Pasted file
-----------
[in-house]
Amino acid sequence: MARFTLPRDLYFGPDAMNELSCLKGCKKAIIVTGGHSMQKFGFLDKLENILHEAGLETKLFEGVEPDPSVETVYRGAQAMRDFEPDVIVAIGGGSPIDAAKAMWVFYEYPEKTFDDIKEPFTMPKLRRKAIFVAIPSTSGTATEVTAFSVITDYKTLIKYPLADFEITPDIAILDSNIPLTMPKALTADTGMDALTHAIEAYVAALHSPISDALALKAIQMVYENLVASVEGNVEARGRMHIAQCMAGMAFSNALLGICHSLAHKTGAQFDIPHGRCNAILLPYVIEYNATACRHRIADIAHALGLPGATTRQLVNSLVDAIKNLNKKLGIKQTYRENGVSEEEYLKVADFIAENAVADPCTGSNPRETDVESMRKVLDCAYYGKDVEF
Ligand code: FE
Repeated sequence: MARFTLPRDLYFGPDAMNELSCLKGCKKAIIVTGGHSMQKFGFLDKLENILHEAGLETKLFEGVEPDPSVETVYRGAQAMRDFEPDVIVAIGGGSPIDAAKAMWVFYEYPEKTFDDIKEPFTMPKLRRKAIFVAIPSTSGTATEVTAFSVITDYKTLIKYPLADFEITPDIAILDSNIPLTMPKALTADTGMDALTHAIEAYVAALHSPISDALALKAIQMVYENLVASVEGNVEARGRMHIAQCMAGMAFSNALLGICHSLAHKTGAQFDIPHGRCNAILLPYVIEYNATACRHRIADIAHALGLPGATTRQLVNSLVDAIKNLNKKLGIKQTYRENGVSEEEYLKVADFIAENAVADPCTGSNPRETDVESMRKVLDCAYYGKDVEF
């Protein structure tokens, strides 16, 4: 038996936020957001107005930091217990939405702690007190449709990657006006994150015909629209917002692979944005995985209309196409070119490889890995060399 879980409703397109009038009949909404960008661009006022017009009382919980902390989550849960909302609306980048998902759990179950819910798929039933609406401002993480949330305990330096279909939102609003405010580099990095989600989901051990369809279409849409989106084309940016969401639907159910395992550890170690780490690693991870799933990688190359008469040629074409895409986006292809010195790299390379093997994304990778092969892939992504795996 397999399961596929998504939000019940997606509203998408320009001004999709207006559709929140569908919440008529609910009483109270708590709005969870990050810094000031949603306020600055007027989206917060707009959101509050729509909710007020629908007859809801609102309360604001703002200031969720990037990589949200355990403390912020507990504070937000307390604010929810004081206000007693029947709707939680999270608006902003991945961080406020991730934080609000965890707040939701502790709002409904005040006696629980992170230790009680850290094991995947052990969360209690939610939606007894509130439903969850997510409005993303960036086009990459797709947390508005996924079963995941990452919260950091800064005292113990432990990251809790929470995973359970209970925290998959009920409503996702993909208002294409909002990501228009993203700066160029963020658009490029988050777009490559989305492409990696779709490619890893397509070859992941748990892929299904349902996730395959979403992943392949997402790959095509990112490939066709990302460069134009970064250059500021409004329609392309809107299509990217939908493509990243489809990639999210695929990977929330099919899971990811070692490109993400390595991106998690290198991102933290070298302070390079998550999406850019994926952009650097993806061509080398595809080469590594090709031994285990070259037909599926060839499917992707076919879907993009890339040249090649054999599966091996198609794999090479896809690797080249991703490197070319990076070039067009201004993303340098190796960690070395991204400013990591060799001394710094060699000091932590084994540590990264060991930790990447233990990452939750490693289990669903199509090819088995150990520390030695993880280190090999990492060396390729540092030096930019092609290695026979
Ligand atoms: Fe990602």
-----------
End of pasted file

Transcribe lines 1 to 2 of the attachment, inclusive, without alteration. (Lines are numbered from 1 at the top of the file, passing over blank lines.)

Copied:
[in-house]
Amino acid sequence: MARFTLPRDLYFGPDAMNELSCLKGCKKAIIVTGGHSMQKFGFLDKLENILHEAGLETKLFEGVEPDPSVETVYRGAQAMRDFEPDVIVAIGGGSPIDAAKAMWVFYEYPEKTFDDIKEPFTMPKLRRKAIFVAIPSTSGTATEVTAFSVITDYKTLIKYPLADFEITPDIAILDSNIPLTMPKALTADTGMDALTHAIEAYVAALHSPISDALALKAIQMVYENLVASVEGNVEARGRMHIAQCMAGMAFSNALLGICHSLAHKTGAQFDIPHGRCNAILLPYVIEYNATACRHRIADIAHALGLPGATTRQLVNSLVDAIKNLNKKLGIKQTYRENGVSEEEYLKVADFIAENAVADPCTGSNPRETDVESMRKVLDCAYYGKDVEF